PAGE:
Amid growing frustration and anxiety, more than 200 Americans stuck in Peru are trying to figure out a way to get back home.
Last night, Peru’s government suspended constitutional rights such as free movement and assembly in light of the coronavirus – closing the borders down completely with little notice.
The group of strangers is communicating over the messaging platform WhatsApp and has created a spreadsheet to account for each other. According to the spreadsheet, Americans from at least 28 states are trying to figure out a way back home.
The sudden announcement Sunday night sent hundreds of Americans like Dan West and Jonathan Du scrambling to the airport – but it was already too late.
“Everyone was trying to get out of the country. We had less than 24 hours,” Du said in over a video call from Cusco, Peru.
The two friends, one from Minnesota and the other from Colorado, said they were in the country for spring break. When the news broke that the country would be shutting its borders. They said they were at the airport until 2:45 a.m. Monday trying to figure a way to get back before they headed back to their Airbnb.
They have been devising a way to get back to U.S. soil since.
West said the airlines they called were not initially aware of the shutdown and when they showed up to the consulate in Cusco, they were directed to the U.S. Embassy website.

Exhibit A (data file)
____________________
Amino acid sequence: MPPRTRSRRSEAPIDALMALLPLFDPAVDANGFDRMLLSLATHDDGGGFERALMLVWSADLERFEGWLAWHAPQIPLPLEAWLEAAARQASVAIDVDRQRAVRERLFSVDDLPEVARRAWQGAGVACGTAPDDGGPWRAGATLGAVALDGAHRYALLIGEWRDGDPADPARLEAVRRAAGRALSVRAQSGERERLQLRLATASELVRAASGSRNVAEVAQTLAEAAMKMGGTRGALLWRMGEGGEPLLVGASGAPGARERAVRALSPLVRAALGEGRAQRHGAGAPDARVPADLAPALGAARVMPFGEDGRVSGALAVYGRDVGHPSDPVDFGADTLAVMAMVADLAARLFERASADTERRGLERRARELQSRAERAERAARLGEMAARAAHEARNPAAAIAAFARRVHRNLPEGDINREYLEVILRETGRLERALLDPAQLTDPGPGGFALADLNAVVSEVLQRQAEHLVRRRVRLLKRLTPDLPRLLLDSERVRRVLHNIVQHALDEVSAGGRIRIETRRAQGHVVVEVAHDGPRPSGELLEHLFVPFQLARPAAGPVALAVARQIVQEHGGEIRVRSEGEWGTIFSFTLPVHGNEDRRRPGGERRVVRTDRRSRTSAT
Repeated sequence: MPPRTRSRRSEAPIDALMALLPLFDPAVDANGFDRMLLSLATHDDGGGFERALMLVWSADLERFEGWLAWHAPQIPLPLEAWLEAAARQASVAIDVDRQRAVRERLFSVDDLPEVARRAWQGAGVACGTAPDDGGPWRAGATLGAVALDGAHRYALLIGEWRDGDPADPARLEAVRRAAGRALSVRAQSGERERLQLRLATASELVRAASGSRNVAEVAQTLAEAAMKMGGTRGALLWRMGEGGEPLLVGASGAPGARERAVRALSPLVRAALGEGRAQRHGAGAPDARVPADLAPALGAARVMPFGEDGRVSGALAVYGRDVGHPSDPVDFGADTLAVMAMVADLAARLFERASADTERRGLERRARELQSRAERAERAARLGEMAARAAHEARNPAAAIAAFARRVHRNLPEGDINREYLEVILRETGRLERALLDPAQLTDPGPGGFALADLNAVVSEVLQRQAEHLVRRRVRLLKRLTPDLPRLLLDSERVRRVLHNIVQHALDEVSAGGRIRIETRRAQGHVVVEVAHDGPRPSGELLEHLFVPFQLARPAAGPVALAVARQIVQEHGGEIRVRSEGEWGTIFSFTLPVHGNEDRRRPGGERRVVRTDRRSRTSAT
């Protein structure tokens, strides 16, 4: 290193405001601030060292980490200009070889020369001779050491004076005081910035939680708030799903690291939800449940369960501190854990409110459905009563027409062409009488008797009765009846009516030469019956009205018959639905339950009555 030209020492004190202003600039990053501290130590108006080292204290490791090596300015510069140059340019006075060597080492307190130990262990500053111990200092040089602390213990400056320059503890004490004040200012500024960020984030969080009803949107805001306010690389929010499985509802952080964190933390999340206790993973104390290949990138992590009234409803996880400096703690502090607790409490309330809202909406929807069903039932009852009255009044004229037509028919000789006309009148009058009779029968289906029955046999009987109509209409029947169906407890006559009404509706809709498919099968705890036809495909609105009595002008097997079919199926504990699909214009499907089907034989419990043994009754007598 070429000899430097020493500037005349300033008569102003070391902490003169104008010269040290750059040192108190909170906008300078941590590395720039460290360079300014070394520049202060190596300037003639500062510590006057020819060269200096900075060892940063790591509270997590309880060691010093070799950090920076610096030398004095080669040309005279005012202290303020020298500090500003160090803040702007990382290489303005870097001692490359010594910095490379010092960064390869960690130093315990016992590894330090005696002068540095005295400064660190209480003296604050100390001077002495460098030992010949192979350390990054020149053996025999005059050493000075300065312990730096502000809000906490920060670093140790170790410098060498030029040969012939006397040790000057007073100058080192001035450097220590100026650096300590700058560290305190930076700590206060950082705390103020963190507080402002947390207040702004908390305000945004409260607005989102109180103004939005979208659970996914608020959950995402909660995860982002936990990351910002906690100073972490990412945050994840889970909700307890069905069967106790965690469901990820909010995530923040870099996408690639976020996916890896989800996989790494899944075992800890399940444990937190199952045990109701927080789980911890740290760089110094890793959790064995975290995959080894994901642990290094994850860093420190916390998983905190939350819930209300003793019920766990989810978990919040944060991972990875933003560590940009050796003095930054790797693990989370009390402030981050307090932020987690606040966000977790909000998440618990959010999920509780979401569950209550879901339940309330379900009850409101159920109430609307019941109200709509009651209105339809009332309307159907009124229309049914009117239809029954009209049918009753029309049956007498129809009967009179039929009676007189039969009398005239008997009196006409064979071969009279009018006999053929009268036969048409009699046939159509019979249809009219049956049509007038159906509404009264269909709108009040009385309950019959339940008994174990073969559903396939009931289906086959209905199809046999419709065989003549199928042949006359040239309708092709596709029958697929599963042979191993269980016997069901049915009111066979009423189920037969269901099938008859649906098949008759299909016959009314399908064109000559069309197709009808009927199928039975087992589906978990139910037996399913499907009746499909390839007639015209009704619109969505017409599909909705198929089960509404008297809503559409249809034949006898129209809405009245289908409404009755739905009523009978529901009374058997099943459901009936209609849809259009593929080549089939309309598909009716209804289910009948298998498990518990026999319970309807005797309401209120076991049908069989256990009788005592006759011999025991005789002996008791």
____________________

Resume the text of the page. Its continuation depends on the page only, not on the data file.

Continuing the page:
“They’re really just regurgitating what [Peru’s president] is saying,” West said. “They aren’t really giving us any clear answers.”
The WhatsApp group is now coordinating a social media campaign using the hashtag #StuckInPeru – calling on the State Department to charter or help coordinate a flight out of the country.
“There’s definitely a sense of anxiety,” Du said. “When we were at the airport, you could see people breaking down, frantically on their phones. We were up for 24 hours just to get an answer from the airlines and the U.S. Consulate.”
The State Department did not return multiple requests for comment.
There are only 89 confirmed cases of coronavirus in all of Peru. West said they have ample food and water and that essential businesses like supermarkets and pharmacies are remaining open.